Invasive group A streptococcal (GAS) strains often have genetic differences compared to GAS strains from nonsterile sites. Invasive, “hypervirulent” GAS strains can arise from a noninvasive progenitor following subcutaneous inoculation in mice, but such emergence has been rarely characterized in humans. We used whole genome analyses of multiple GAS isolates from the same patient to document the molecular basis for emergence of a GAS strain with an invasive phenotype during human infection. In contrast to previous theories, we found that elimination of production of the cysteine protease SpeB was not necessary for emergence of GAS with an invasive, “hypervirulent” phenotype.
group A Streptococcus; bacterial pathogenesis; virulence; whole genome sequencing; gene expression
Humans commonly carry pathogenic bacteria asymptomatically, but despite decades of study, the underlying molecular contributors remain poorly understood. Here, we show that a group A streptococcus carriage strain contains a frameshift mutation in the hasA gene resulting in loss of hyaluronic acid capsule biosynthesis. This mutation was repaired by allelic replacement, resulting in restoration of capsule production in the isogenic derivative strain. The “repaired” isogenic strain was significantly more virulent than the carriage strain in a mouse model of necrotizing fasciitis and had enhanced growth ex vivo in human blood. Importantly, the repaired isogenic strain colonized the mouse oropharynx with significantly greater bacterial burden and had significantly reduced ability to internalize into cultured epithelial cells than the acapsular carriage strain. We conducted full-genome sequencing of 81 strains cultured serially from 19 epidemiologically unrelated human subjects and discovered the common theme that mutations negatively affecting capsule biosynthesis arise in vivo in the has operon. The significantly decreased capsule production is a key factor contributing to the molecular détente between pathogen and host. Our discoveries suggest a general model for bacterial pathogens in which mutations that downregulate or ablate virulence factor production contribute to carriage.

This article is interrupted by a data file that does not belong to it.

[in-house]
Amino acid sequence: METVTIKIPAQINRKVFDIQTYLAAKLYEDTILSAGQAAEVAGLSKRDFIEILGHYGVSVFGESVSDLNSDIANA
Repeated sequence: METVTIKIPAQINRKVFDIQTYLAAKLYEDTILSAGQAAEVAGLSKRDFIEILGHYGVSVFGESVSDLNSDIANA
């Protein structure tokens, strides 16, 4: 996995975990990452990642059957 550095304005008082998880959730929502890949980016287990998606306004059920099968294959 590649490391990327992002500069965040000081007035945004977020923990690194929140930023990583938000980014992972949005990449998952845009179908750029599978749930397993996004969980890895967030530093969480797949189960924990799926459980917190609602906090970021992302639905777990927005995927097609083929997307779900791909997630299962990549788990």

Viridans group streptococci (VGS) are a heterogeneous group of medically important bacteria that cannot be accurately assigned to a particular species using conventional phenotypic methods. Although multilocus sequence analysis (MLSA) is considered the gold standard for VGS species-level identification, MLSA is not yet feasible in the clinical setting. Conversely, molecular methods, such as sodA and 16S rRNA gene sequencing, are clinically practical but not sufficiently accurate for VGS species-level identification. Here, we present data regarding the use of an ∼400-nucleotide internal fragment of the gene encoding DNA gyrase subunit B (GyrB) for VGS species-level identification. MLSA, internal gyrB, sodA, full-length, and 5′ 16S gene sequences were used to characterize 102 unique VGS blood isolates collected from 2011 to 2012. When using the MLSA species assignment as a reference, full-length and 5′ partial 16S gene and sodA sequence analyses failed to correctly assign all strains to a species. Precise species determination was particularly problematic for Streptococcus mitis and Streptococcus oralis isolates. However, the internal gyrB fragment allowed for accurate species designations for all 102 strains. We validated these findings using 54 VGS strains for which MLSA, 16S gene, sodA, and gyrB data are available at the NCBI, showing that gyrB is superior to 16S gene and sodA sequence analyses for VGS species identification. We also observed that specific polymorphisms in the 133-amino acid sequence of the internal GyrB fragment can be used to identify invasive VGS species. Thus, the GyrB amino acid sequence may offer a more practical and accurate method for classifying invasive VGS strains to the species level.